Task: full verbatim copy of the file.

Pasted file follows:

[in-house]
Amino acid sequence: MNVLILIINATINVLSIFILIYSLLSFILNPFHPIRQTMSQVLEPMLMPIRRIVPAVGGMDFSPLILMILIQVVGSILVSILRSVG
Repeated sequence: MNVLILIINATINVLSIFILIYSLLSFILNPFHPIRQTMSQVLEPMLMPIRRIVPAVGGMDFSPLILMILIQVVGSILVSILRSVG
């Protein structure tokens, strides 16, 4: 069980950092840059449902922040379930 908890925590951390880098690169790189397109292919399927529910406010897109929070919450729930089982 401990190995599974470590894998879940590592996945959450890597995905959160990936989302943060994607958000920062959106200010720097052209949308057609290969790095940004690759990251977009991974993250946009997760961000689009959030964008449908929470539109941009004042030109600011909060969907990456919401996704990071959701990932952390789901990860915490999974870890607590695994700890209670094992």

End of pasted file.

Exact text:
[in-house]
Amino acid sequence: MNVLILIINATINVLSIFILIYSLLSFILNPFHPIRQTMSQVLEPMLMPIRRIVPAVGGMDFSPLILMILIQVVGSILVSILRSVG
Repeated sequence: MNVLILIINATINVLSIFILIYSLLSFILNPFHPIRQTMSQVLEPMLMPIRRIVPAVGGMDFSPLILMILIQVVGSILVSILRSVG
């Protein structure tokens, strides 16, 4: 069980950092840059449902922040379930 908890925590951390880098690169790189397109292919399927529910406010897109929070919450729930089982 401990190995599974470590894998879940590592996945959450890597995905959160990936989302943060994607958000920062959106200010720097052209949308057609290969790095940004690759990251977009991974993250946009997760961000689009959030964008449908929470539109941009004042030109600011909060969907990456919401996704990071959701990932952390789901990860915490999974870890607590695994700890209670094992």